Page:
Kenneth Payne is a reader in International Relations at King’s College London. A former BBC journalist, he is the author of many articles and books, including The Psychology of Strategy: Exploring Rationality in the Vietnam War, also published by Oxford University Press.
About I, Warbot: The Dawn of Artificially Intelligent Conflict
Artificial Intelligence is going to war. Intelligent weapon systems are here today, and many more are on the way tomorrow. Already, they’re reshaping conflict–from the chaos of battle, with pilotless drones, robot tanks and unmanned submersibles, to the headquarters far from the action, where generals and politicians use technology to weigh up what to do. AI changes how we fight, and even how likely it is that we will.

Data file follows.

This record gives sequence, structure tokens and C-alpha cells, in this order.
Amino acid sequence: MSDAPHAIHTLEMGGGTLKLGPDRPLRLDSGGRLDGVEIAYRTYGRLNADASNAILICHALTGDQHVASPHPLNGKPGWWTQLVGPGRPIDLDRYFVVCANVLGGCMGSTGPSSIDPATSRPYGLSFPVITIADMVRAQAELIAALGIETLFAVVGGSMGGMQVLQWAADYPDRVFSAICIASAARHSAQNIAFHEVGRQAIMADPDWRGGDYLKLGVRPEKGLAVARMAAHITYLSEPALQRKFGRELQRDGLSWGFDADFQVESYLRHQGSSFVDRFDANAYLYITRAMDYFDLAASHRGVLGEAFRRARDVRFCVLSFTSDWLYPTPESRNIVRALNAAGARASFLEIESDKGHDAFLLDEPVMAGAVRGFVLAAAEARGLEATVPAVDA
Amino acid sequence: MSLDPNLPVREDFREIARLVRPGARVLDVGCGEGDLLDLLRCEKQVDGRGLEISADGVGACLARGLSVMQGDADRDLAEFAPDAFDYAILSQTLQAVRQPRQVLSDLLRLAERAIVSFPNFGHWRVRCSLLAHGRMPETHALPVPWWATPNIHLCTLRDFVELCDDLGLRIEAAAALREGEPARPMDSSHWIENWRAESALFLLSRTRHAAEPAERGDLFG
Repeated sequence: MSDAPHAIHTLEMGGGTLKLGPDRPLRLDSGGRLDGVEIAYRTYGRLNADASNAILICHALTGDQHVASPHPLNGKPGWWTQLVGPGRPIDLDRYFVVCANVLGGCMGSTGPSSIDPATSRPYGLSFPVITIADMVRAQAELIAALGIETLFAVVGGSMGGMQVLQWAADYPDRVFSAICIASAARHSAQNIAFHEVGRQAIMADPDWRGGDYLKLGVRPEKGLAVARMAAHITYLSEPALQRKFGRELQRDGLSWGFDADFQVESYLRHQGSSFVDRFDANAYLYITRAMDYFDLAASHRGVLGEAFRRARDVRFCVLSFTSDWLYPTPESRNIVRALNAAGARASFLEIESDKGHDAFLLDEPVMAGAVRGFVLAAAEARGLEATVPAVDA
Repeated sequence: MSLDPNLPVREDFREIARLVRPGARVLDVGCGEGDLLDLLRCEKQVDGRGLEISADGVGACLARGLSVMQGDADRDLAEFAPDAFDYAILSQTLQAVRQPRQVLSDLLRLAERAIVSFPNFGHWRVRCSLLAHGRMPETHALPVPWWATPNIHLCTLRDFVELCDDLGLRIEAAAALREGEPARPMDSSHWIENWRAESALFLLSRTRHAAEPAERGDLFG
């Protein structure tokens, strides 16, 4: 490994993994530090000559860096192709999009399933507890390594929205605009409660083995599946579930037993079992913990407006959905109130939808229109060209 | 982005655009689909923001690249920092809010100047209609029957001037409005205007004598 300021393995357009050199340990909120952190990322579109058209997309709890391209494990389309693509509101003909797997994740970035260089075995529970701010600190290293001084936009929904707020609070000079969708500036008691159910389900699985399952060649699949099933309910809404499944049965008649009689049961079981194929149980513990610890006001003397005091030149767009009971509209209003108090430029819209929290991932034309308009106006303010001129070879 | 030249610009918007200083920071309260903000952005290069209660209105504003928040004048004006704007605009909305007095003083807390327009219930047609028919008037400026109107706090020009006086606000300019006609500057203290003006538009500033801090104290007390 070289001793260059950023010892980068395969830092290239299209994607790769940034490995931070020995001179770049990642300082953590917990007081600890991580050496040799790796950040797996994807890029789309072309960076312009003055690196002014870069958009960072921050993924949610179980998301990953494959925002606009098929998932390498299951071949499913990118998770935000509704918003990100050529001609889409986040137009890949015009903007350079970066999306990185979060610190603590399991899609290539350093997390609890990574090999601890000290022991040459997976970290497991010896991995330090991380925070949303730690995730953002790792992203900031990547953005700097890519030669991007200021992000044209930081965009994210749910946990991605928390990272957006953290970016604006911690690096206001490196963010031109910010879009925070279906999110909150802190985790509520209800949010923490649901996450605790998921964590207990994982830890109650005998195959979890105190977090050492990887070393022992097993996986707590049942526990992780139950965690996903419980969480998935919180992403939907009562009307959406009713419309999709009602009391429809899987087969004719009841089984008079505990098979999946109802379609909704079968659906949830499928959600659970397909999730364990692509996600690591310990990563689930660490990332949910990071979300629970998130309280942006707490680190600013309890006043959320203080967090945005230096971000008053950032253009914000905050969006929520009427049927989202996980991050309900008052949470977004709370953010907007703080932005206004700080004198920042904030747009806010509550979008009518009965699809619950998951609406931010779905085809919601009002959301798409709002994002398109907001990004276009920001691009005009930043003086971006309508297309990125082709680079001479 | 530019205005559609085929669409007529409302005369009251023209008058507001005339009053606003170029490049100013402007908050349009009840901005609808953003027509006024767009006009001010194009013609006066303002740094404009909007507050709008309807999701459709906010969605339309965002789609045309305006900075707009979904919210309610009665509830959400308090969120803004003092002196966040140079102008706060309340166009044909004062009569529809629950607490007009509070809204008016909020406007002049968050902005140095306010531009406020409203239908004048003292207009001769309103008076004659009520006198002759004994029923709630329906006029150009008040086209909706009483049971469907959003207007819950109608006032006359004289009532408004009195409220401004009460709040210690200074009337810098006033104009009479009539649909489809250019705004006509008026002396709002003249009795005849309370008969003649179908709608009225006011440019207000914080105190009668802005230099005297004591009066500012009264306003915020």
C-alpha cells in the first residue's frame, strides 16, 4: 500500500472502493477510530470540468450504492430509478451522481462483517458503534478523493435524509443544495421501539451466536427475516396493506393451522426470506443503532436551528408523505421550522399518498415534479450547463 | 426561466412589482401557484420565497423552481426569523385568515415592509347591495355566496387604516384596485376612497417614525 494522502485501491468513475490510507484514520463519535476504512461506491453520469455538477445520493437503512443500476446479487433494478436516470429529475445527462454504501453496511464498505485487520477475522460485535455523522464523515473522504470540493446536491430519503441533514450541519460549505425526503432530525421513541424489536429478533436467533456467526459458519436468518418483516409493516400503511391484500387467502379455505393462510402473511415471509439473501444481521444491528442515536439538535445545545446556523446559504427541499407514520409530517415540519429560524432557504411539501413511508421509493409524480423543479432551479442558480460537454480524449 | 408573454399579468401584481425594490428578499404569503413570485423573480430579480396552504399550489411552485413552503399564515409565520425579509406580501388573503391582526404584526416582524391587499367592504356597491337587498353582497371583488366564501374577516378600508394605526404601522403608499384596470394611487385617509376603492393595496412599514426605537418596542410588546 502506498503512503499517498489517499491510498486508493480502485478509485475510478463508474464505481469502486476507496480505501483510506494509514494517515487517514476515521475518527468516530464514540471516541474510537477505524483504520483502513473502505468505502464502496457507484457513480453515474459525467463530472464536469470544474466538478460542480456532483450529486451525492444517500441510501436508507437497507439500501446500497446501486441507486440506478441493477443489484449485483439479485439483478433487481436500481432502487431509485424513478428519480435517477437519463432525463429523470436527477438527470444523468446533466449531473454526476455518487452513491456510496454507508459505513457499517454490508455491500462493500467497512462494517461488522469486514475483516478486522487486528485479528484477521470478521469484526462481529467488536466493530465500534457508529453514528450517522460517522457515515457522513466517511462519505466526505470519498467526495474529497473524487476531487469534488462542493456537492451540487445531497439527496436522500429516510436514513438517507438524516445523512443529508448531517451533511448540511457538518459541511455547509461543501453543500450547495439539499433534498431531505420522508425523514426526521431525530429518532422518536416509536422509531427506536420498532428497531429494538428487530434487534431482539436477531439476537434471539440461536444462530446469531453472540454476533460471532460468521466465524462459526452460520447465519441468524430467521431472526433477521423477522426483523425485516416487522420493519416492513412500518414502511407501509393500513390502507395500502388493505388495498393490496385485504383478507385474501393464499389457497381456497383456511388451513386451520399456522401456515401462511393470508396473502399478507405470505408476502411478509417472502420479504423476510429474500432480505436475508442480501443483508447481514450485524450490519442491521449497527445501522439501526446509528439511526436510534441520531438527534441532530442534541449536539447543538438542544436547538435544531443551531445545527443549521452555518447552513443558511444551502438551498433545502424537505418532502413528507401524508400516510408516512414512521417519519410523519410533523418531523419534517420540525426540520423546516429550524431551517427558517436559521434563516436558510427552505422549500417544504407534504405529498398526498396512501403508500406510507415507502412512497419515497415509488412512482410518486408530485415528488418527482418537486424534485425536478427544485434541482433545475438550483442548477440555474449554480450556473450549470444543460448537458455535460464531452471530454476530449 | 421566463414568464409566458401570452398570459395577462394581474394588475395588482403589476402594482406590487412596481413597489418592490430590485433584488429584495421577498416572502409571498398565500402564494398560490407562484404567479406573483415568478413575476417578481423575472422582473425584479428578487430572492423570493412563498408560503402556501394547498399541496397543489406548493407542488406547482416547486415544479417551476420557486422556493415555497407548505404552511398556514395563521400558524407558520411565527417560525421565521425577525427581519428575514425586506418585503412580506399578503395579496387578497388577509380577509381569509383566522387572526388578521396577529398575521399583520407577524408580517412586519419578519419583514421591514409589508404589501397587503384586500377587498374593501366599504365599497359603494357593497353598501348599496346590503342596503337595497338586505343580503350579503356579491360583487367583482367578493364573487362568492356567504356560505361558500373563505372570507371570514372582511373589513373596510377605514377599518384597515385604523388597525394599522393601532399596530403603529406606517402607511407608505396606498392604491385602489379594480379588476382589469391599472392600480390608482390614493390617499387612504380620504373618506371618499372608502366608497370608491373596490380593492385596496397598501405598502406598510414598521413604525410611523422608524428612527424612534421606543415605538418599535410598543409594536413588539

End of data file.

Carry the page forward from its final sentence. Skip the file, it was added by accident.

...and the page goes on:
In battle, warbots will be faster, more agile and more deadly than today’s crewed weapons. New tactics and concepts will emerge, with spoofing and swarming to fool and overwhelm enemies. Strategies are changing too. When will an intelligent machine escalate, and how can it be deterred? Can robots predict the future? And what happens to the ‘art of war’ as machines themselves become creative?
Autonomous warfare makes many people uneasy. An international campaign against ‘killer robots’ hopes to ban AI from conflict. But the genie is out–AI weapons are too useful for states to outlaw. Still, crafting sensible rules for warbots is possible. This fascinating book shows how it might be done.